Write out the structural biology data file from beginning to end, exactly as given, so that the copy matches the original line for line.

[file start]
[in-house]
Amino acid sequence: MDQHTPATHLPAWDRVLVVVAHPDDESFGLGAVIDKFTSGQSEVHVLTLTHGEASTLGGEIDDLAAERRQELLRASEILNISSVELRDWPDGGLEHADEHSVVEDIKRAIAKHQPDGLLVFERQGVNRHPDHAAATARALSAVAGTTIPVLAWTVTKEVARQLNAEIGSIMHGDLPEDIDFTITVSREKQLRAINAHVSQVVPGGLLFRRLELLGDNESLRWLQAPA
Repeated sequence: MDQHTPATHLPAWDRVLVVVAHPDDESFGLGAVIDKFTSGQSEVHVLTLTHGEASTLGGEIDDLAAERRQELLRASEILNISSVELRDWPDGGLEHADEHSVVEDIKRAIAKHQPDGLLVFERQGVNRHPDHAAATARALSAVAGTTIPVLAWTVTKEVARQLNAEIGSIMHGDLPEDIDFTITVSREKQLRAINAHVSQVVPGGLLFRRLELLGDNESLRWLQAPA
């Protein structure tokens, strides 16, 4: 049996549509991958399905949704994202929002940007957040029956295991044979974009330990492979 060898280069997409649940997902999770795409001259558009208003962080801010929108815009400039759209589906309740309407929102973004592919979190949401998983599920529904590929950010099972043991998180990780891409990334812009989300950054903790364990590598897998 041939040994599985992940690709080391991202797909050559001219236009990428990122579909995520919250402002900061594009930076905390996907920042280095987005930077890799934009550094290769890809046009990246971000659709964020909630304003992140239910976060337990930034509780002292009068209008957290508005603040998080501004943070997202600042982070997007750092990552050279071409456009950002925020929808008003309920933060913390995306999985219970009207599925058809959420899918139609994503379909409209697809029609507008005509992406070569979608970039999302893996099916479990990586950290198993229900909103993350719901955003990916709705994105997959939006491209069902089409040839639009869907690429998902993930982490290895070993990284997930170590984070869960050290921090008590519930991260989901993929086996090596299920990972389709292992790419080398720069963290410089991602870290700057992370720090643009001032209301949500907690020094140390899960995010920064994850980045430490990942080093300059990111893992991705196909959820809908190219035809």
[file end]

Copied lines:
[in-house]
Amino acid sequence: MDQHTPATHLPAWDRVLVVVAHPDDESFGLGAVIDKFTSGQSEVHVLTLTHGEASTLGGEIDDLAAERRQELLRASEILNISSVELRDWPDGGLEHADEHSVVEDIKRAIAKHQPDGLLVFERQGVNRHPDHAAATARALSAVAGTTIPVLAWTVTKEVARQLNAEIGSIMHGDLPEDIDFTITVSREKQLRAINAHVSQVVPGGLLFRRLELLGDNESLRWLQAPA
Repeated sequence: MDQHTPATHLPAWDRVLVVVAHPDDESFGLGAVIDKFTSGQSEVHVLTLTHGEASTLGGEIDDLAAERRQELLRASEILNISSVELRDWPDGGLEHADEHSVVEDIKRAIAKHQPDGLLVFERQGVNRHPDHAAATARALSAVAGTTIPVLAWTVTKEVARQLNAEIGSIMHGDLPEDIDFTITVSREKQLRAINAHVSQVVPGGLLFRRLELLGDNESLRWLQAPA
């Protein structure tokens, strides 16, 4: 049996549509991958399905949704994202929002940007957040029956295991044979974009330990492979 060898280069997409649940997902999770795409001259558009208003962080801010929108815009400039759209589906309740309407929102973004592919979190949401998983599920529904590929950010099972043991998180990780891409990334812009989300950054903790364990590598897998 041939040994599985992940690709080391991202797909050559001219236009990428990122579909995520919250402002900061594009930076905390996907920042280095987005930077890799934009550094290769890809046009990246971000659709964020909630304003992140239910976060337990930034509780002292009068209008957290508005603040998080501004943070997202600042982070997007750092990552050279071409456009950002925020929808008003309920933060913390995306999985219970009207599925058809959420899918139609994503379909409209697809029609507008005509992406070569979608970039999302893996099916479990990586950290198993229900909103993350719901955003990916709705994105997959939006491209069902089409040839639009869907690429998902993930982490290895070993990284997930170590984070869960050290921090008590519930991260989901993929086996090596299920990972389709292992790419080398720069963290410089991602870290700057992370720090643009001032209301949500907690020094140390899960995010920064994850980045430490990942080093300059990111893992991705196909959820809908190219035809």